As of 11:23 a.m. Eastern time, Barack Obama’s sitemap — the list of all the 44th President’s webpages on major American issues — was still live on the White House website. Now that the presidential inauguration of Donald J. Trump has concluded, anyone who navigates to Trump’s new whitehouse.gov page will see a big announcement that the Trump Administration will eliminate the Climate Action Plan as quickly as possible. “The Trump Administration is committed to energy policies that lower costs for hardworking Americans and maximize the use of American resources,” reads the statement displayed on the page, “freeing us from dependence on foreign oil.” This sounds benign, but in reality, it’s a plan to dismantle ongoing efforts to curb carbon pollution and prepare the U.S. for the coming effects of climate change.

Trump’s controversial choice of Scott Pruitt to head the EPA is just one of the ways in which the incoming president signaled a stark change from the Obama administration. Pruitt has fought the EPA for years in favor of the fossil fuel industry, and the common-sense language in Trump’s America First Energy Plan belies an agenda to dismantle President Obama’s climate legacy and undermine the United States’ efforts to fight and prepare for climate change.

For instance, one of the top issues highlighted in the America First Energy Plan is “clean coal technology,” something environmentalists have repeatedly pointed out as an oxymoron.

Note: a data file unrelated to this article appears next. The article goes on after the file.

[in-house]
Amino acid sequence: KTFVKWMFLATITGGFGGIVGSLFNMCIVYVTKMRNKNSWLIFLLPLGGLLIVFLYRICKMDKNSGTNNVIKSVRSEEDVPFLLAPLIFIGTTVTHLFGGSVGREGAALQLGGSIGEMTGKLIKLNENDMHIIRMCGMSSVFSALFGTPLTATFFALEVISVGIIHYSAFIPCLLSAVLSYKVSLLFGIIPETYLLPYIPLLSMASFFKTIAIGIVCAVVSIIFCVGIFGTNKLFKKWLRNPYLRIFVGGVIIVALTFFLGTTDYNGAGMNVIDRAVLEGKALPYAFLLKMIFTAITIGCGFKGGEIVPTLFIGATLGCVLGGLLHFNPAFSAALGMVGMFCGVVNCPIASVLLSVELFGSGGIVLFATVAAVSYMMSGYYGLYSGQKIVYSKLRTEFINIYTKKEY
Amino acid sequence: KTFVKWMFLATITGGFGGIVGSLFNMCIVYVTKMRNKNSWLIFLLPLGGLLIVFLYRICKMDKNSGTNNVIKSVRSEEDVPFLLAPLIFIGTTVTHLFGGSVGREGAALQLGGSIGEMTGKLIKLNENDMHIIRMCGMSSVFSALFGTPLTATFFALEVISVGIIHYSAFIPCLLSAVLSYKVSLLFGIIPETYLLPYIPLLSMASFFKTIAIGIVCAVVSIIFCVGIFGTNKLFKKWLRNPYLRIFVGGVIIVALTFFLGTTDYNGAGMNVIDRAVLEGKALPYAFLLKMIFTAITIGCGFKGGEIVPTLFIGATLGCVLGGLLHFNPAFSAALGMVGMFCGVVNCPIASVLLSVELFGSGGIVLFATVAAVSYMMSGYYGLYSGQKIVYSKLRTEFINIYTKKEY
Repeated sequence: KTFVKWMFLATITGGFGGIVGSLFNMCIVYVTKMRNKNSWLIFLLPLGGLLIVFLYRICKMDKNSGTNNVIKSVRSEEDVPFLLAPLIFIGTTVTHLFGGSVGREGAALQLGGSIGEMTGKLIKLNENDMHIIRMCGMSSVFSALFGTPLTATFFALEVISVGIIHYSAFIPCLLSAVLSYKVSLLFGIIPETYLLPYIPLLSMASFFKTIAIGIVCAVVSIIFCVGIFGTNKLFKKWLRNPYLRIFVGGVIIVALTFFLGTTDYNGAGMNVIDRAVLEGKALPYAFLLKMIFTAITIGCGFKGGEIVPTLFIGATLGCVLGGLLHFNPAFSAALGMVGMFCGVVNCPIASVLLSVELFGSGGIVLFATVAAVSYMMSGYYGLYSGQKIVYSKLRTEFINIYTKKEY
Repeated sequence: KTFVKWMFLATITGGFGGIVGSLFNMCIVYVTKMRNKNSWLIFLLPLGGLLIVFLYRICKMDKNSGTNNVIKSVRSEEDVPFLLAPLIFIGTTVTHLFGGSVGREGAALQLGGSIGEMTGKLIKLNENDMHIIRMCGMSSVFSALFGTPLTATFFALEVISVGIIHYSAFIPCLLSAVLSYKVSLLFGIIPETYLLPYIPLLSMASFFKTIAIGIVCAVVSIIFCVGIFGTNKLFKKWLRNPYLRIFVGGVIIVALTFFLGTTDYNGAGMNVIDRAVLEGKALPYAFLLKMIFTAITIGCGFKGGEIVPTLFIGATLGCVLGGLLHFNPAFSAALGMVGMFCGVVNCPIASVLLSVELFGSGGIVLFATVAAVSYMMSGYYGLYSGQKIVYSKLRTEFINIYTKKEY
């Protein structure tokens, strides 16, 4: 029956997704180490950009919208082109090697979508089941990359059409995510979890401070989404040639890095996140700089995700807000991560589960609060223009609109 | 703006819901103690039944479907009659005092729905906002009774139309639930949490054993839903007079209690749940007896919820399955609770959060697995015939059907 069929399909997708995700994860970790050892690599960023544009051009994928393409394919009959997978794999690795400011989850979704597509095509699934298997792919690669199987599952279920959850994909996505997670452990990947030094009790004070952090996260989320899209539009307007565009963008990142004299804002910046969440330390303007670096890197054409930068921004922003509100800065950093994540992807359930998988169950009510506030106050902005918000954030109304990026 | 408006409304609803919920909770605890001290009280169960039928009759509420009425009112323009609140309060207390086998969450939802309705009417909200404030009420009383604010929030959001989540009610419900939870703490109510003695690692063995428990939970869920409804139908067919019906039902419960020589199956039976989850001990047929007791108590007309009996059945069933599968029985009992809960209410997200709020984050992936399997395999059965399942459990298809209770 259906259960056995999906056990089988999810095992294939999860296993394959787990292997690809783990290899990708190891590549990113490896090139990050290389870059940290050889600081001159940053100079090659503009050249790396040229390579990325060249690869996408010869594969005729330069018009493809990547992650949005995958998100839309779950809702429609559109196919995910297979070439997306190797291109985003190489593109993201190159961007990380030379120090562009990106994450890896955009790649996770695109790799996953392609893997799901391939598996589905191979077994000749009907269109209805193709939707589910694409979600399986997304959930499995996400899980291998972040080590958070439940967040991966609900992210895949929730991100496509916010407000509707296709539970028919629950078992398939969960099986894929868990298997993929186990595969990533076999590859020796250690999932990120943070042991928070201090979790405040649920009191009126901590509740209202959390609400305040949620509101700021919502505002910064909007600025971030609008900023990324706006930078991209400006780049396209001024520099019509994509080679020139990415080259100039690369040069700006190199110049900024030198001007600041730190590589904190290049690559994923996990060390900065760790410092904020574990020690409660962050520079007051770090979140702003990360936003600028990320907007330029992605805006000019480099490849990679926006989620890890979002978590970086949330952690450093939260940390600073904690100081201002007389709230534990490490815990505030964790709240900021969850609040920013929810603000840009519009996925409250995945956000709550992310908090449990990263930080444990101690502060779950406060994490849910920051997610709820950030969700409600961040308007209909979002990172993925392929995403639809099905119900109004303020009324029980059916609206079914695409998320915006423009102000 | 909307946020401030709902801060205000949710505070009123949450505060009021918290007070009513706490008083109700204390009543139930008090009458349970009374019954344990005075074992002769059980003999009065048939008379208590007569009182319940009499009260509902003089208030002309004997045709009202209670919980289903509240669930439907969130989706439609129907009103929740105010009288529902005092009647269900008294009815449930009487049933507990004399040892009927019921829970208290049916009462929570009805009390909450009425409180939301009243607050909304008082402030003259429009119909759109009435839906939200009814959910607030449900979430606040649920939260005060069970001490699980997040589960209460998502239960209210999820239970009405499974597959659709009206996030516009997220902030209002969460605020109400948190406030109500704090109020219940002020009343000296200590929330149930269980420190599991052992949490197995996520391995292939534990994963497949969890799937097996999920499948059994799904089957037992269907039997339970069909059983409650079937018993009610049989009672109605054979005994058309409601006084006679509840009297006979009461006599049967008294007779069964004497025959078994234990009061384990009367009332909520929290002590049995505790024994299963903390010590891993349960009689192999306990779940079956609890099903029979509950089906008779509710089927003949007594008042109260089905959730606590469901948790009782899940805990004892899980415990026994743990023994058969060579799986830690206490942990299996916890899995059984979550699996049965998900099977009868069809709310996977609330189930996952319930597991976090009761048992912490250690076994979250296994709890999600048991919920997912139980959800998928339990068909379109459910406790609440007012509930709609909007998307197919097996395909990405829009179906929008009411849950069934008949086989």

obama's top issues
As of 11:23 a.m. Eastern time on January 20, 2017, whitehouse.gov showed Barack Obama's top issues
trump's whitehouse.gov issues list
This is the list of issues on Trump's whitehouse.gov at the time of publication

This shift in policy agenda is especially poignant in light of this week’s NASA announcement that 2016 was the warmest year in recorded history. Trump’s policy statement includes a commitment to balance the U.S.’s energy needs with environmental protection, saying that the president will, “refocus the EPA on its essential mission of protecting our air and water.” But the plan offers no elaboration on this point, and given Pruitt’s track record, this commitment to the environment rings hollow. Trump’s administration appears to be on track to reverse progress that the United States has made in preparing for climate change, and it’s wasting no time in making that agenda clear.

Photos via screenshot from whitehouse.gov (1, 2), Getty Images / Pool